julia reed  living room new orleans

Julia Reed could change lives just by entering a room. And she entered a lot of rooms.

I was one of hundreds who were instantly smitten with her huge smile, her smoky voice, her hearty laugh, and her exuberantly expletive-laden repartee.

Her hair was always expertly highlighted and coiffed at the John Barrett salon,

and her feet were invariably shod in a pair of Manolo Blahniks—which she claimed were actually comfortable.

She was opinionated, wickedly witty, and had a huge coterie of friends.

(And that’s not counting the thousands of fans of her books and her sharp and funny articles in Vogue, the New York Times Magazine,

Newsweek, ELLE Decor, and Garden & Gun.)

Reed could head to Havana to find out what it was really like to live there, travel with Madeleine Albright or Hillary Clinton,

and then write about her favorite discontinued classic perfume or why she loved pork chops.

She was a trenchant observer of politics, but she never ceased to be entranced by fashion, food, flowers, and, most of all, entertaining.

“Fashion and politics—to her it was all equally important and equally ridiculous,”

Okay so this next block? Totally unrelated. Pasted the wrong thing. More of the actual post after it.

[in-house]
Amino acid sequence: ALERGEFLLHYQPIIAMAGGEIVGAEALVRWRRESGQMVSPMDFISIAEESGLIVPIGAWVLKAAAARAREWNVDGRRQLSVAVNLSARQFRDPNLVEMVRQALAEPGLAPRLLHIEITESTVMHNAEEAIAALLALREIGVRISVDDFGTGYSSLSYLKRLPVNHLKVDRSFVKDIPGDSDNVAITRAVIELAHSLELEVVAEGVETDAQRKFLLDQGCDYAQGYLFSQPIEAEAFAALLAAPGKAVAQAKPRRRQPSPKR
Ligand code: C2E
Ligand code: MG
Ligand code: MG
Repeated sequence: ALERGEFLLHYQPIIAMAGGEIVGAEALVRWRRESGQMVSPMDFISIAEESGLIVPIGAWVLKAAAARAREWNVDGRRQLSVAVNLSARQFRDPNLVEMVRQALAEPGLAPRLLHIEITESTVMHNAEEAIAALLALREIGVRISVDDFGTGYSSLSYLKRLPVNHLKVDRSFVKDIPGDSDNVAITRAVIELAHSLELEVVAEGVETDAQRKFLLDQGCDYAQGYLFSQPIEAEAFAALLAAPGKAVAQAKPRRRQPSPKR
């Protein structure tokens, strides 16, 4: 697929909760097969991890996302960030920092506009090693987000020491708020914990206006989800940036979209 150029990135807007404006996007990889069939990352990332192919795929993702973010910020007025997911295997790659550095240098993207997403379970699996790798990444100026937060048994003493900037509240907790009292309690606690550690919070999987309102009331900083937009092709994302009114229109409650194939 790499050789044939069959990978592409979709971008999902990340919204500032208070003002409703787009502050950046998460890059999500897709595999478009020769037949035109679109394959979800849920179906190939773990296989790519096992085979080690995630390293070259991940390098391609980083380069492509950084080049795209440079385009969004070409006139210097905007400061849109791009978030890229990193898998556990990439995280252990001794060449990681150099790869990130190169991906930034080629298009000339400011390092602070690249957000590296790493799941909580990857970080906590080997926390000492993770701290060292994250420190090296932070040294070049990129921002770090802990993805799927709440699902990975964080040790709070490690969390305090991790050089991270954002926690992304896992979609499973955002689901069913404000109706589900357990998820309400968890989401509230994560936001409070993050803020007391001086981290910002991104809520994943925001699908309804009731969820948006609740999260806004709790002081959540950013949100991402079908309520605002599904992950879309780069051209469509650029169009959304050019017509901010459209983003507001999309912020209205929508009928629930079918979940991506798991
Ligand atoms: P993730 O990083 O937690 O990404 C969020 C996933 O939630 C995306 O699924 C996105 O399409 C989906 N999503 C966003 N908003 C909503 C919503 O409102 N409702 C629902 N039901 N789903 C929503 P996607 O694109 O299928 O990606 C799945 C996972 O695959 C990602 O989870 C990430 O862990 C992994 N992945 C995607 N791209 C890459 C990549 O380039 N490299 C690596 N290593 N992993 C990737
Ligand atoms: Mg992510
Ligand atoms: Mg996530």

says Keith Smythe Meacham, her partner in the online home goods emporium Reed Smythe.

Says Jessica Brent, one of the posse of lifelong girlfriends whose exploits Reed recounted throughout her career:

“If there wasn’t one, Julia could always make up a good reason for a party. And sometimes the planning was as much fun—​or more fun—than the party itself.

Then there was the after-party review the next day. Before, during, and after a party—Julia loved it all.”

Her passion for design was evident in all her homes; the Bourbon Street apartment in New Orleans,

with its courtyard garden where she served Pimm’s Cup and bourbon; her small Manhattan duplex,

its golden double-height living room the setting for glamorous soirées where tray after tray of ham biscuits and crab salad emerged from the tiny kitchen.

And then there was the house in the Garden District, whose renovation Reed chronicled in her comic masterpiece, The House on First Street. สถาปนิก

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